Message from the Government Affairs Chair

Will HarveyAdvocates,

As we reported earlier this month, CMS has announced that for one year after Oct. 1, 2015, it will not deny claims on the basis of incorrect ICD-10 sub-codes, so long as the correct family of codes is used. They further stated that they will not penalize those reporting for quality programs if CMS has problems calculating quality scores because of the new codes. CMS will create an ICD-10 ombudsman to help providers with problems during implementation. Lastly, they will authorize advance payments if there is a claims processing problem of extended duration. Those of you following this issue will recall that the ACR has been fighting for these provisions for quite some time.

We’ve employed a large number of strategies, including op-eds (one of which was posted on The Hill just before the CMS news); letters to CMS and Congress, supporting AMA resolutions that mirrored our language; and most importantly, drafting legislation to force CMS to act.

On May 12, that legislation, the ICD-TEN Act (H.R. 2247), was introduced by Congresswoman Black of Tennessee. It calls for comprehensive testing with contingency plans if problems with processing are expected. It also calls for an 18-month implementation period where claims shall not be denied due to errors in sub-codes. In short, CMS has pledged to administratively enact, almost verbatim, our bill. They even went a step further with the quality program concessions. Of course, that was the whole point. This is another wonderful accomplishment with a few caveats.

This is not a full delay. The ACR has supported a full delay in the past, but sought this avenue of approach as a reasonable alternative to delay, with a greater chance of success. Also, this is not the 18 months we asked for. Your advocacy team will work to see how we can modify CMS’s decision or put in place other protections. Lastly, this affects only CMS (i.e., Medicare), not the private market. We continue to work on ways to get the same types of protections there if this coding system has to go forward.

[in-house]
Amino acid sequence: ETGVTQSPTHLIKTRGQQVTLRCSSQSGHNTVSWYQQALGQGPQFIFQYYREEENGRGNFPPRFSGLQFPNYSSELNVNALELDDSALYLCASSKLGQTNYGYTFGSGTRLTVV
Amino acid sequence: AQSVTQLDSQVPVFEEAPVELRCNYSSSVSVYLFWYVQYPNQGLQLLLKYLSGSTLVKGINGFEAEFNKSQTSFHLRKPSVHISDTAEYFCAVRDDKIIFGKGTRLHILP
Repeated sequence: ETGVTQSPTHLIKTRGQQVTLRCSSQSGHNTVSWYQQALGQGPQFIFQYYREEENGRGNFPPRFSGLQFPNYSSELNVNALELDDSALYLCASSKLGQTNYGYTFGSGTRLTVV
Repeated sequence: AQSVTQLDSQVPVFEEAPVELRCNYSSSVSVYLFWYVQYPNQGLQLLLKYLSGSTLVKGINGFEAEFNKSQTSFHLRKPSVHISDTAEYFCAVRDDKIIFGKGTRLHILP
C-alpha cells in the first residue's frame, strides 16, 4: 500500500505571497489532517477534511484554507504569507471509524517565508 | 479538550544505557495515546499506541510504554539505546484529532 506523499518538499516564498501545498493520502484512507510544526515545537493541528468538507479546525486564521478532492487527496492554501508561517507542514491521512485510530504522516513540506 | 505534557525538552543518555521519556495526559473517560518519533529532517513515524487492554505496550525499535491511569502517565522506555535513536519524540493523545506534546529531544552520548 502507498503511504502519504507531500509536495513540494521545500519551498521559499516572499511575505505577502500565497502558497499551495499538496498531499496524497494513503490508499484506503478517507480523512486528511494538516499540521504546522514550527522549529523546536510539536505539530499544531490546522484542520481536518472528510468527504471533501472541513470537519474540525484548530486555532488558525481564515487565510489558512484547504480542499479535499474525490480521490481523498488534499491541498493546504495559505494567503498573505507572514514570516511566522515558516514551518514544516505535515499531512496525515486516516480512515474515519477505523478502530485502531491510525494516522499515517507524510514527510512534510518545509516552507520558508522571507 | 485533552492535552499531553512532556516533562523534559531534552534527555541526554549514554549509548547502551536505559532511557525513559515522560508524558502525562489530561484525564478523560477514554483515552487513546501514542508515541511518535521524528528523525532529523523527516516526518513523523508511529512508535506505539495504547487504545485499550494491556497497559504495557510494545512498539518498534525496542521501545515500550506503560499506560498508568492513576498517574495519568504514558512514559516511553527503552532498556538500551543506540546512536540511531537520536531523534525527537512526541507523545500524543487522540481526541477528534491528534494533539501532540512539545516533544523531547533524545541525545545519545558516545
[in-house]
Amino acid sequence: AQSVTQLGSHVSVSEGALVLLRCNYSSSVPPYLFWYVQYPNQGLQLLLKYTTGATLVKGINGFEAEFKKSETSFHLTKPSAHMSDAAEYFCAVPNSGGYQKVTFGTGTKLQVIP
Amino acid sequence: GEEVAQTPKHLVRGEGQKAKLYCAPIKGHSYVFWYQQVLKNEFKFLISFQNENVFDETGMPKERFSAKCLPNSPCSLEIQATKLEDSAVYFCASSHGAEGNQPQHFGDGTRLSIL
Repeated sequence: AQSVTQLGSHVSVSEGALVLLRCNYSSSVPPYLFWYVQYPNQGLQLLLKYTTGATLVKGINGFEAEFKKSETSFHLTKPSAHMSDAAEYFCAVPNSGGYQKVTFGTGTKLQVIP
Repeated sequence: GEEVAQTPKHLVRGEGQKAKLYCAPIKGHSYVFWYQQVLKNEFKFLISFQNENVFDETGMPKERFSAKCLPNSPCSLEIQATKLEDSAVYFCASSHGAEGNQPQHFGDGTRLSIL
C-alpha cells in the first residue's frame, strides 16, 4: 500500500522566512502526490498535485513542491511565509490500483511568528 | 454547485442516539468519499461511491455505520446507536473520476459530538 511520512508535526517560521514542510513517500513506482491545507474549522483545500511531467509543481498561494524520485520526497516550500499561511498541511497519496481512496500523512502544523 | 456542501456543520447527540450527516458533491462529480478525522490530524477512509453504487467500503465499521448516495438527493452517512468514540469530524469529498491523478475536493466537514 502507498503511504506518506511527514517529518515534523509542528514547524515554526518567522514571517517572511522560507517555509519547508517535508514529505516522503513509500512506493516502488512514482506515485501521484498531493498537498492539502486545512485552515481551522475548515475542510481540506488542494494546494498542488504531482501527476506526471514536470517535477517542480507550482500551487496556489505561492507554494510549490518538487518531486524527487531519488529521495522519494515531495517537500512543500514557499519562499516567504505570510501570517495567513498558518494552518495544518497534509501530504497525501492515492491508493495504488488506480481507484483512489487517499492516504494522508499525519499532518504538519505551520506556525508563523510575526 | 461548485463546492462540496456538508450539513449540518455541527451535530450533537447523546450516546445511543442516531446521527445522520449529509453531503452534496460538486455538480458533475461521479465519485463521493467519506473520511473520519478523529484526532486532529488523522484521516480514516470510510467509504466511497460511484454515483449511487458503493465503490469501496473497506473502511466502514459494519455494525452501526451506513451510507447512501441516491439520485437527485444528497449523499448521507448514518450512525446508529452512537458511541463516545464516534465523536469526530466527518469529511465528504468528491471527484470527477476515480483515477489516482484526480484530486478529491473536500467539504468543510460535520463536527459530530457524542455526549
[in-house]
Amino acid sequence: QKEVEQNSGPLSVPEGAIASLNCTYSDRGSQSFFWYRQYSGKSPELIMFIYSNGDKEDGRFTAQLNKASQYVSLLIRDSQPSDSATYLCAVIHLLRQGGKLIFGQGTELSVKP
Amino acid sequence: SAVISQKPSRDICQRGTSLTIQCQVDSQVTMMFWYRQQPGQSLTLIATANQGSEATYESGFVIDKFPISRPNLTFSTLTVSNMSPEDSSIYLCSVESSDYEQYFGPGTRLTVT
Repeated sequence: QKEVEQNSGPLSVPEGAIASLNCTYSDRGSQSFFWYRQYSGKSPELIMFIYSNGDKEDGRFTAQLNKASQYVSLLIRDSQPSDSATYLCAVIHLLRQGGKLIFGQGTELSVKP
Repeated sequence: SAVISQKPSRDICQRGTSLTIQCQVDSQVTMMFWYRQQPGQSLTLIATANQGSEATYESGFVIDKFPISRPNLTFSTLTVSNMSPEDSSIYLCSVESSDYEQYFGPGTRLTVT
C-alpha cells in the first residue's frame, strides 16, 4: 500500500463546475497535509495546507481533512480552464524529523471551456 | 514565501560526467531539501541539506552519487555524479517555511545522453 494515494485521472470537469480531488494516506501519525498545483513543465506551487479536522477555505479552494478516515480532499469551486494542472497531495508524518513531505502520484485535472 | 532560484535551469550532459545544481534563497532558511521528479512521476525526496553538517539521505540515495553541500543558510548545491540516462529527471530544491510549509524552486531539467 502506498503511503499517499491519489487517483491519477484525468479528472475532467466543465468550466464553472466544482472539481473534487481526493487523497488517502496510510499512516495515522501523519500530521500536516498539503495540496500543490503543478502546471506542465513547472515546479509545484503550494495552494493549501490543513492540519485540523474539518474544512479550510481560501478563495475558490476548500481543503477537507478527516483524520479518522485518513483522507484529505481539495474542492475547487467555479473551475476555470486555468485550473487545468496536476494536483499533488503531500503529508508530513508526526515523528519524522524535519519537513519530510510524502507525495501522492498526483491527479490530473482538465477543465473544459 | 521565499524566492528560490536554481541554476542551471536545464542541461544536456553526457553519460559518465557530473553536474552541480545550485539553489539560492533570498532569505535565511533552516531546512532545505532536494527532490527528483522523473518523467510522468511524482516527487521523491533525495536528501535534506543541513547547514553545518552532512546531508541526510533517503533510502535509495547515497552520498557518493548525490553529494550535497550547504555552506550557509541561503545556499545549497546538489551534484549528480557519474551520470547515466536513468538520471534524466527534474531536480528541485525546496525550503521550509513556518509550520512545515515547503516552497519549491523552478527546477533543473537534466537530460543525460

In summary, ACR members have been vocal about their opposition to ICD-10, and the ACR has responded, playing a key role—not once, but twice now—in mitigating the impact of ICD-10 on our membership.

We used every tool in the toolbox. GAC and CORC strategy was fueled by RheumPAC to create productive meetings with key legislators, who wrote to CMS on our behalf and introduced our language to CMS and Congress. Our ACR staff and public relations team have been peppering Congress and the media about this issue. Our lobbyists have been making their way across the Hill, having meetings with key people. And once more we have overcome a massive, rich and vocal counter-advocacy campaign by those who stand to make the most money from the transition.

Although we are small, if we work hard and work together, we can continue to accomplish important things for our members and our patients. Thank you for being partners in our collective work to Advance Rheumatology!

Please do not forget to express your personal support for this rheumatology advocacy by donating to RheumPAC this year.

Will Harvey, MD, MSc
Chair, ACR Government Affairs Committee